Saturday, May 11, 2013

The Call


You'd have a fair idea just how this film would transpire from beginning to the end no thanks to its verbatim approach adopted by the trailer, which does the film no justice, leaking out every little detail, key scenes, and identifying all the major characters in the movie, giving away some supporting characters' demise as well. So what's left in the movie that would make anyone want to sit through and watch it?

Maybe it's the performances of its Academy Award winner and nominee in Halle Berry and Abigail Breslin, which the trailer also never fail to remind you of their acting pedigree, as if hinging on their past successes in order to guarantee this one. But even their experience alone can't salvage Richard D'Ovidio's story, which is kept simple, despite having an interesting premise to work on, in the centralized control centre of all 911 emergency calls in Los Angeles. It was worked well into the story as a prologue with Berry's Jordan Turner playing an emergency phone responder, and having things go down south when she's distracted and not composed in her role, causing the death of her caller (no worries, this already covered in trailer territory).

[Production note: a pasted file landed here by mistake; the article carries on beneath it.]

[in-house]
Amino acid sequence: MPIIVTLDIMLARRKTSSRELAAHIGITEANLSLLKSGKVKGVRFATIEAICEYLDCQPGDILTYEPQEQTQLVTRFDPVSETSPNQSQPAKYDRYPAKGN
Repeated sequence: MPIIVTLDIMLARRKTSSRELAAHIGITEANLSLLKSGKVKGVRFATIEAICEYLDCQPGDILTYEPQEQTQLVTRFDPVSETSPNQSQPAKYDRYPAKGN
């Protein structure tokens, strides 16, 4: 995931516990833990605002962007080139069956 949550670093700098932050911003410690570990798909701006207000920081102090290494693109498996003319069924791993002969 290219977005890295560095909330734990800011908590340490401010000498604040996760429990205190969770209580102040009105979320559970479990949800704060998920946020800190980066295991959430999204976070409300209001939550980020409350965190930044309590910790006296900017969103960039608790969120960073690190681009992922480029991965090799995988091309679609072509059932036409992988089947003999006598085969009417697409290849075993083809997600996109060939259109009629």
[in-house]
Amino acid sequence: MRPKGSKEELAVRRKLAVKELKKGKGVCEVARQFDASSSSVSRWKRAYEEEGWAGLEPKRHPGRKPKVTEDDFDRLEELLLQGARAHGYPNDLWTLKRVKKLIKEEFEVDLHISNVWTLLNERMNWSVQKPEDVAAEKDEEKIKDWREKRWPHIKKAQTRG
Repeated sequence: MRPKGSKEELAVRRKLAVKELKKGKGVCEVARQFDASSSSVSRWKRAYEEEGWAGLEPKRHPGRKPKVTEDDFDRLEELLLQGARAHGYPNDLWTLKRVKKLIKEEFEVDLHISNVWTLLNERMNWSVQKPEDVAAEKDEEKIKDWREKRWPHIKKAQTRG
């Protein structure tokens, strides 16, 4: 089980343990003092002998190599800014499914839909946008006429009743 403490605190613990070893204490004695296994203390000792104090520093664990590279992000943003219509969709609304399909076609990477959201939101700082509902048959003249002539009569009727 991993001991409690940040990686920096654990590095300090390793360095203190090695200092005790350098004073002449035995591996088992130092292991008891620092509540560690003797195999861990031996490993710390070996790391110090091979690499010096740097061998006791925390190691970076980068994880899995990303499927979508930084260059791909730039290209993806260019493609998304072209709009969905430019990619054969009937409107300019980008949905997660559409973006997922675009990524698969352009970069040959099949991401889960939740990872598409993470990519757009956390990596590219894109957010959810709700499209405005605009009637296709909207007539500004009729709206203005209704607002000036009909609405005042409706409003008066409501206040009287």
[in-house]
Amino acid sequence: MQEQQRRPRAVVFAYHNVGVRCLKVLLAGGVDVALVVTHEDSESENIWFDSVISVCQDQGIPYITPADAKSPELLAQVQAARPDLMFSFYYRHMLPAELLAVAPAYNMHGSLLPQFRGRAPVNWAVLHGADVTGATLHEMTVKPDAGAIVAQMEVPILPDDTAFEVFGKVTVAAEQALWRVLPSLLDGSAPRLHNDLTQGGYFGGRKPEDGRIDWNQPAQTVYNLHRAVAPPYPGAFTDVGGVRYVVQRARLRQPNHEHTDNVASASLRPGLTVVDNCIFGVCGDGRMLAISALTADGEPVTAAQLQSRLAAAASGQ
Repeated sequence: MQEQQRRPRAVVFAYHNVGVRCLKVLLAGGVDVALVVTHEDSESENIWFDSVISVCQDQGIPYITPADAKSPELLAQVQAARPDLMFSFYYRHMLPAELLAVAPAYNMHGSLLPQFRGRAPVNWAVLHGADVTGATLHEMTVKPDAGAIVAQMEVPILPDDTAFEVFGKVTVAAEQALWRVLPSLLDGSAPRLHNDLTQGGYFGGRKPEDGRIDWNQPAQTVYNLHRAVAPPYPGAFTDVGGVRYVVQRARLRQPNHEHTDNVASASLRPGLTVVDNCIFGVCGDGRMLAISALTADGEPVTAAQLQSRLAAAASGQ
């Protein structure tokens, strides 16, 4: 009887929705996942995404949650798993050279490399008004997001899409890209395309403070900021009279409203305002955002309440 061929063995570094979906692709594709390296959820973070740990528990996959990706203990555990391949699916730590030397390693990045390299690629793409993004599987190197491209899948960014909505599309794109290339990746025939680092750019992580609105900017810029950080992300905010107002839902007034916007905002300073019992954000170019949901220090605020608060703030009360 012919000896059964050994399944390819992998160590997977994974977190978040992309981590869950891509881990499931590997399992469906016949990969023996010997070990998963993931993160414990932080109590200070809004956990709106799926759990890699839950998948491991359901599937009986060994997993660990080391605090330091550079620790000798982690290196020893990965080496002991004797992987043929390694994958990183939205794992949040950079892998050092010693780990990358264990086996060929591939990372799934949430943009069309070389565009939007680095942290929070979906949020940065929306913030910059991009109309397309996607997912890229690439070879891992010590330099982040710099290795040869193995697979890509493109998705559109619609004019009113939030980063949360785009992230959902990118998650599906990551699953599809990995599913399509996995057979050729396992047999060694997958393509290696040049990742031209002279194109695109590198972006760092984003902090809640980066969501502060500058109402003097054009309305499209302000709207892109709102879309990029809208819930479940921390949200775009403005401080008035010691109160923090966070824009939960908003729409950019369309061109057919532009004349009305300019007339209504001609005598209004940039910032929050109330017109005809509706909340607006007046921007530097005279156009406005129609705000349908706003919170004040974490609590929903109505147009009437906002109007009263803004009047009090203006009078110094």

Now months later, she's no longer in the frontlines, but adopted the trainer role in induct new joiners to the occupation, explaining the job hazards and providing a lot more detail that serve as interesting nuggets of information to the audience, but little else, before the serial killer (Michael Eklund) strikes again, this time abducting Casey Welson (Breslin) from a mall's parking lot, before putting her in the boot and driving off. A cat and mouse game ensues, with Casey having in possession a pre-paid cellphone, can only feed off to the cops some bits and pieces of information, while the killer continues to violently thwart every obstacle put in his way.

There are little thrills and spills in the narrative no thanks to the trailer for just about leaking the entire story in under 3 minutes. It did however, keep the motivations of the killer at bay, although what's being revealed is neither shocking since it's somewhat expected. The kicker though, turned out to be the final few mintues, which plays completely out of character, yet in it because you know director Brad Anderson needed something more intelligent, and this was a random grasp amongst straws for anything that can be turned into a story about revenge and just desserts.

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